HUDSON Daley says there is one key to making Christmas Day stress free: keep it simple.
The catering manager at Wests Nelson Bay Diggers will be working on Christmas Eve and Christmas Day preparing a sold-out three-course buffet with all the trimmings for 365 people in the club's auditorium, as well as a special lunch in the club's Bay Brasserie.
For the auditorium extravaganza alone he will use more than 300 kilograms of beef, 400 kilograms of pork, 150 kilograms of turkey breast, 15 whole leg hams and 600 puddings.
But preparing meals at home shouldn't be as complicated.
"Don't make Christmas Day a chore - it is for sitting and relaxing, not slaving away in the kitchen," Daley said. "Avoid something out of your depth - it all looks good in the cookbook but they've probably done it 100 times to get one picture that looks perfect."
Daley said coastal living made seafood an easy choice for the Christmas table.
Prawns and crabs (mud, blue spinners and spanners) don't require any preparation, or for the oven to be turned on, and Sydney rock oysters are ready to go.
"Tuna is also magnificent at this time of year - it's not carrying as much fat and is great served with leftover salads on Boxing Day on the barbecue," he said. "It should have an oily look on the flesh and be a little bit firm to the touch. Add lemon, salt and pepper and it's absolute magic."
Daley suggested those who enjoyed a traditional roast might try a lean cut such as pork loin.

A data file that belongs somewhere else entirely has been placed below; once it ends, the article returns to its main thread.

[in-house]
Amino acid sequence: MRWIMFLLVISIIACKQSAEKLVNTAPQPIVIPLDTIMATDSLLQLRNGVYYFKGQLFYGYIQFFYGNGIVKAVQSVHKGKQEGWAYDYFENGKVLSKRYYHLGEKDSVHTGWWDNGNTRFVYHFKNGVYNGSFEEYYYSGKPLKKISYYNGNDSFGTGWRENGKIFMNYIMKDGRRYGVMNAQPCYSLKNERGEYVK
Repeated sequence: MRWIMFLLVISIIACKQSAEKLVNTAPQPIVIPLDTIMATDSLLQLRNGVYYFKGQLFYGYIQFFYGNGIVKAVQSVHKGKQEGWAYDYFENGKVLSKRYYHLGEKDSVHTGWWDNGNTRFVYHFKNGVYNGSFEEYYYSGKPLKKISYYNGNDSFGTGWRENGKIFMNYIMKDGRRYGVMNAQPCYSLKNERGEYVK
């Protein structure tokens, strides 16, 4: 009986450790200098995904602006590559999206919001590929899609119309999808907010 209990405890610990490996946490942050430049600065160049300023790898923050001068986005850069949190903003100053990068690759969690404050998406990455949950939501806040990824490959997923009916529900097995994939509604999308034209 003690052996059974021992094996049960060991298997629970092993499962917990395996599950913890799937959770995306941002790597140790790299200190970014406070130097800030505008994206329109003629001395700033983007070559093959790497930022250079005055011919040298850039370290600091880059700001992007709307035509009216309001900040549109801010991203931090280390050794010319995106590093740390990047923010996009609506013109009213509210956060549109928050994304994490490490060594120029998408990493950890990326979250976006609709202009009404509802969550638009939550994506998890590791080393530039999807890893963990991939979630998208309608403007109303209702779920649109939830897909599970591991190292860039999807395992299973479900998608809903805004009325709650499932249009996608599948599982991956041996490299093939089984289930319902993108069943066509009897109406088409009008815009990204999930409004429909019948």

For the perfect crackling, avoid moisture. Dry the skin with a cloth, rub it with salt and leave for 15 minutes before putting it in the oven for 20 minutes at 220°C and a further 40 minutes at 150°C.
Ham lovers might consider Daley's bourbon glazed ham, which uses a mix of bourbon, brown sugar and honey.
Daley scores the ham and places a clove in the middle of each diamond. He heats the ham for 15 minutes at 160° degrees and then bastes every 15 minutes, continuing until the baste has the same consistency as honey.
This can be done up to two days before Christmas and served warm or cold. And it's good for sandwiches for five days after.
Daley said after the rush of Christmas Day he enjoyed going home to his wife and children and dining on leftovers from his brother-in-law's lunch, followed by his favourite dish: his mother's Christmas pudding, with hidden ha'pennies and hard brandy sauce (to make, whip brandy, butter and icing sugar until it is white, cool in the fridge and pour over hot pudding).
And the leftovers?
"Ham keeps for five days, but throw out everything else two days after Christmas," Daley said.
"My dad on Boxing Day strings leftover ham and combines it with creamed corn in batter made from flour, eggs, milk, salt and pepper to create ham and cream corn fritters."